The most frequent problems with trees in the urban forest and home garden are broken limbs and canopy failure. Most of these problems are avoidable with proper pruning.
Well-grown scaffold branches make a tree’s canopy safe. Their formation is critical, and they add growth to a straight trunk and well-developed root forming a safe tree. Branches are more likely to fail when they have poor attachment to the trunk. That failure matters a lot when it happens to a main branch.
The basic rules of good branch attachment aren’t hard to learn. Branches with wider angles of attachment – attached between 0 and about 45° to the trunk – the attachment has a greater chance of being weak. When the angle is tight – something greater than about 45° – branch attachment to the tree is secure. The angle of attachment is an indicator of strength. Branches don’t attach to the trunk well when the bark of the tree and branch is wedged and congested between the two. The included bark prevents the new wood from forming on the top of the branch, leaving a critical fault in the physics of the attachment. Forces like wind, ice, and snow, even gravity applied through normal growth can be too much for these weak attachments. Branches with included bark fail with much greater frequency. It’s important to watch out for branches with poor attachment to the trunk and remove them when they are young. This is especially true if the branch could become a scaffold branch.
By the time trees are planted at home or in the city most of them have a small head of branches and look like a small version of a mature tree. This isn’t ideal because they are young trees, and their structure should be quite different from that of mature trees. And neglected follow-up pruning leads to future problems.
Following planting in the early years with structural pruning is a critical piece of keeping the urban forest safe. Without management, the branches growing when the tree is purchased will become scaffold branches as the tree matures. But rarely are those early branches positioned to become the scaffold – it is very common for them to be too close, too many, too low. Keep in mind the tree you’ve planted is juvenile; it shouldn’t look mature. A young tree, even a 10’ or 15’ tall street or shade tree – is not a small version of its mature self.
After planting, allow a tree to grow with pruning toward its mature form. Envision the form, branches, height and spread the tree will take when it is mature. From that vision work backward to the existing branches, do they conform to a safe scaffold? Are they far enough off the ground? Mature trees have only a few main scaffold branches distributed up the trunk, not clustered or growing from the same point. Branches should not cross or rub. They should radiate to all areas of the canopy, like the spokes on a bike wheel. All should have wide attachment angles. If the young tree doesn’t have branches in the right spot, or has incompetent branches, plan their replacement. It’s easy because natural branch growth along the trunk will fill the canopy.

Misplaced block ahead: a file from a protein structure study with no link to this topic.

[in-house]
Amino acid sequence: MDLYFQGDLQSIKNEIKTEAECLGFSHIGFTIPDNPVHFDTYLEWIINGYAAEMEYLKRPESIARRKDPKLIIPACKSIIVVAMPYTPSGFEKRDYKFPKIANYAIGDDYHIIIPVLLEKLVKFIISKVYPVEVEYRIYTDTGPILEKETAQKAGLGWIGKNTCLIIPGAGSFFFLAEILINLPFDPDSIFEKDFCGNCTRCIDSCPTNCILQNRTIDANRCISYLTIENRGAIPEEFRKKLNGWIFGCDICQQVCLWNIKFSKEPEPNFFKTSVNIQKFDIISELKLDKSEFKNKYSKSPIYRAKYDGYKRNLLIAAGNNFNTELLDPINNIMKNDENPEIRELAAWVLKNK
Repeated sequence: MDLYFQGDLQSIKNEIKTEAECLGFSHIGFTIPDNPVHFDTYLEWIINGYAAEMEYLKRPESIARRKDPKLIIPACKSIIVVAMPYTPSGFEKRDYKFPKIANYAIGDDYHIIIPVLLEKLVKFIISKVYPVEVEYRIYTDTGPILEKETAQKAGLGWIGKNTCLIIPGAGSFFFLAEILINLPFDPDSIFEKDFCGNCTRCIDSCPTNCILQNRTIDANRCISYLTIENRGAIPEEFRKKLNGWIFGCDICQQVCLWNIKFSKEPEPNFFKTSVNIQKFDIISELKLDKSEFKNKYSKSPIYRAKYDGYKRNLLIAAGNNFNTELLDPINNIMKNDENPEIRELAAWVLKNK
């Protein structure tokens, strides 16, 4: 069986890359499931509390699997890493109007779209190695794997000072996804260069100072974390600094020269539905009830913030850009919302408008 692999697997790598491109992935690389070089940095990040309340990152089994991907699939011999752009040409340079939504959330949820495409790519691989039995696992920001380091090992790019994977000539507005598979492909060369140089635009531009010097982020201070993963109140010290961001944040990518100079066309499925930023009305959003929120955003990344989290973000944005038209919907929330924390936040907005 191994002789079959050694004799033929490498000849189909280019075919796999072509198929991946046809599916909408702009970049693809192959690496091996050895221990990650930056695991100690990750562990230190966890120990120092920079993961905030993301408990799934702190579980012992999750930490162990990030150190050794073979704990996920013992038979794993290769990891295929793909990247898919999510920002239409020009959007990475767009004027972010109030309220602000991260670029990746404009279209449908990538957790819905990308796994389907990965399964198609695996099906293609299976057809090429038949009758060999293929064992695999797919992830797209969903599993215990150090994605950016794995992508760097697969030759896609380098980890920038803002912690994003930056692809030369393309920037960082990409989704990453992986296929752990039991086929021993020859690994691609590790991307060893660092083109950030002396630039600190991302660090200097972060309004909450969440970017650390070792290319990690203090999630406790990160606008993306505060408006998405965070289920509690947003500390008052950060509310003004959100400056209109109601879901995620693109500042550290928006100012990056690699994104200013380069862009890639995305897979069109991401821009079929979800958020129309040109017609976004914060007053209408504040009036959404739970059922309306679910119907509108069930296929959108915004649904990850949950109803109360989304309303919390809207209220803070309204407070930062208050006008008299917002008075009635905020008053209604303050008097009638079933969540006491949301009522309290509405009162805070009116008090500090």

The growth of trees is governed by hormones produced in the buds at the ends of branches. These hormones control growth form, height, additional branch growth and extension, and even overall tree height. Hormones produced in the lower branches can control the growth of branches produced higher up the trunk. Using that information, you can subjugate the lower branches by pruning them back partway. Continue to keep their growth in check, allowing less growth than younger branches higher on the stem. This permits the upper branches to dominate and assume the role of scaffold. Completely removing lower branches when the tree is young isn’t a good idea because the trunk grows fatter and stronger with their presence.
Rather than a canopy that is pyramid shaped, with scaffold branches at the base, a developing tree should have a tear drop shape. Its lowest branches remain shorter than the next higher branches, for one or two layers. Keep branches growing on at least 60 percent of the trunk while the tree is young. As the tree grows, remove the branches with poor attachment. Select a few widely spaced branches to become the scaffold branches of the young tree. Once the scaffold branches are identified and the bottom of the tree’s canopy is defined, it’s safe to remove the lower branches you subjugated earlier. Direct the growth of the scaffold branches with small pruning cuts. Pruning in winter is ideal for most trees. Scaffold branches can outgrow the main stem of many deciduous trees. This often makes the tree broader than tall. Slowing their growth with some pruning does help to maintain better tree form by keeping growth heading up rather than outward.
For safety reasons it’s important to grow an urban tree with a single straight trunk. Codominant and secondary stems have included bark and tight attachment angles. These conditions both lead to unsafe trees. There is only one leader when the trunk follows a single path from the ground to the top of the tree. But there are codominant leaders if the line divides. Limit growth to a single leader with a clipper or small handsaw early while it is easy work. Do this well in advance of codominant stems maturing. It is difficult to remove an older established codominant leader and may even cause its own unsafe situation.